*BS.1770 only applies to programmes broadcast on HD channels. It doesn't apply to SD channels which mostly still use the legacy standards policies which are based on peak level, not loudness. This may well change over time as programme production is increasingly based on loudness normalisation....

There is a separate policy document for short-form programmes (see link below), but basically it keeps the integrated loudness target level at -23LUFS, but adds a second limit condition to ensure the maximum short-term loudness level doesn't exceed -18LUFS. This is intended to prevent ad-makers from having loud attention-grabbing peaks... but there is talk that this short-term max level may itself be further reduced in future updates, or an additional restriction placed on the momentary loudness value.

https://tech.ebu.ch/docs/r/r128s1.pdf

Is this simply a factor of the different dynamic range between, say, your typical Sky Atlantic drama which can feature a great deal of almost whispered dialogue but also loud music and effects, and the commercials having very little dynamic range?

Well, that's not going to help... but the whole idea of loudness normalisation and BS.1770 is to make it all sound roughly the same loudness... and clearly it still hasn't quite hit that mark yet. But also do beware of watching SD channels which do not currently fall under loudness normalisation rules...

Does anyone else still suffer from this issue?

It is certainly still widely talked about in professional circles (programme makers and broadcast chiefs), as well as amongst the viewing public, and the development work continues behind the scenes.

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Re: TV audio levels

Postby Hugh Robjohns » Fri Aug 31, 2018 3:39 pm

ef37a wrote:...the TV volume bar rarely seems to relate to the actual SPL delivered?

Very common. I presume it's because the amp/speakers are relatively limited in the power capability. I noticed that with my own Panasonic flatscreen TV, the volume doesn't seem to change much once beyond the half-way mark.

1) Sound is balanced in optimum, quiet rooms and with superb monitors not the crap in most FSTVs

In my day sound balancers (live and post) were encouraged to make regular checks on grot-boxes or domestic TVs specifically to check how the mix would translate, and recorded programmes were tech-reviewed before transmission to check this aspect as well. However, from talking to those currently in the business it seems this is no longer a standard procedure. To be fair, though, I don't think this is a major aspect of the problem -- experienced balancers have a good idea of what they are doing and what will and won't work on a domestic TV. They have all watched and listened to their own programmes off-air over many years and have learned from what they heard! Worryingly, I hear many more tales these days of how their professional advice is often over-ruled by aspiring directors/producers...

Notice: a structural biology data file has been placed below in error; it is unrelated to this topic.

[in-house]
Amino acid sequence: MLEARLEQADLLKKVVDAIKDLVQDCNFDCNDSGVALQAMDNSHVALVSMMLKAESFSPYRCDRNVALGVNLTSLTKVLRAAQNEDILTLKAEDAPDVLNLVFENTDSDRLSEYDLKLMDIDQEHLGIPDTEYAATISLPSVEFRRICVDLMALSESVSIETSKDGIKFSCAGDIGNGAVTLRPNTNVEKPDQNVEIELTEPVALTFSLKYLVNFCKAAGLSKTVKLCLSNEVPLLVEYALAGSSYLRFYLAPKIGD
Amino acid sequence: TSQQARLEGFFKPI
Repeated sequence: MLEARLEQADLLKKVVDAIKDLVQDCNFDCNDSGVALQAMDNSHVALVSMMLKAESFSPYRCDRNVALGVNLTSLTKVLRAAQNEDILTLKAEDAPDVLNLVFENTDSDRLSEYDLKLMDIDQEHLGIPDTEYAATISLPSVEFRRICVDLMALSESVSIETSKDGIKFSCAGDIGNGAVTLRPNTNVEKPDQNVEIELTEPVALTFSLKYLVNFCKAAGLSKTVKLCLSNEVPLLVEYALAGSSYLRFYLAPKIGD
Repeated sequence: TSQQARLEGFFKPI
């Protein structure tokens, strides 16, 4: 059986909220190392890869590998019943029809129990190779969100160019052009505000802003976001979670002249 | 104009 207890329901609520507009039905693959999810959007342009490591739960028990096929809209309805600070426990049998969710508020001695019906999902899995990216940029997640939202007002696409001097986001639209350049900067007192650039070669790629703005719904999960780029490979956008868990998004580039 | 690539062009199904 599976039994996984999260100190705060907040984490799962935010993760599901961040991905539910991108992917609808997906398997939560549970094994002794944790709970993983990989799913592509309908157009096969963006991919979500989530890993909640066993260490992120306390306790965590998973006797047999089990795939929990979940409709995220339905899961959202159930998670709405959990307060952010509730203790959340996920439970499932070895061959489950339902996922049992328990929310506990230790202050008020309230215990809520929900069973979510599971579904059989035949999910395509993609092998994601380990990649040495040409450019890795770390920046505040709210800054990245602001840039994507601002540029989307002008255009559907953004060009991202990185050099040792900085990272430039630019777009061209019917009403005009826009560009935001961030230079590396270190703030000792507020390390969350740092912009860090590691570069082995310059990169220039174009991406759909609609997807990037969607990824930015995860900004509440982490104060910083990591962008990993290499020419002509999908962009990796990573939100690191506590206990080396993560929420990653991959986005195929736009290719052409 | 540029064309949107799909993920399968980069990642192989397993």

2) The programme makers make NO allowance for the above nor for the aged and hard of hearing.

This is certainly a part of the problem, but again the main UK broadcasters are all involved in a working party that is continually trying to identify and tackle this issue. So the issue is known and heads of production are made aware and should pay attention to this as a serious issue...

...we all know of the "Jamaica Inn" cock up!

The Jamaica Inn problem (and a few others subsequently) was not a technical issue. It was a fundamentally an acting issue, but compounded by bad direction/production control. The inaudible speech was identified during the shoot, but the sound recordist was overruled (see above!)

3) "They" love the arty-farty washings of background music and effects.

They do... and so do I, mostly. Arty-farty washings of music, when done well, can really lift a programme to great heights of emotional involvement, and that's generally a good thing in my view. However, it is also widely recognised within the industry that it does make following dialogue harder for those with impaired hearing... so a balance has to be struck between not making it impossible for the HOH, but also maintaining the artistic intent for 'normal' listeners. And of course, sometimes the music is poor and gets in the way, or the balance isn't as good as it should be... And let's not get on to the dumbing down of science and nature programming...

Naturally, with a 5.1 system you will be getting dialogue dead centre...

Not always! With feature films you can be pretty sure that most if not all of the dialogue will be exclusively in the centre channel, so the gain of that channel can be boosted at home if that helps a HOH listener. With TV programmes it's much more variable. Some do put the dialogue exclusively in the centre channel, but some also bleed some into the left-right channels, and some will only use a phantom image from left-right, with no centre dialogue at all. Personally, when I was mixing TV programmes I much preferred the sound of a phantom centre, and rarely placed dialogue exclusively in the centre channel.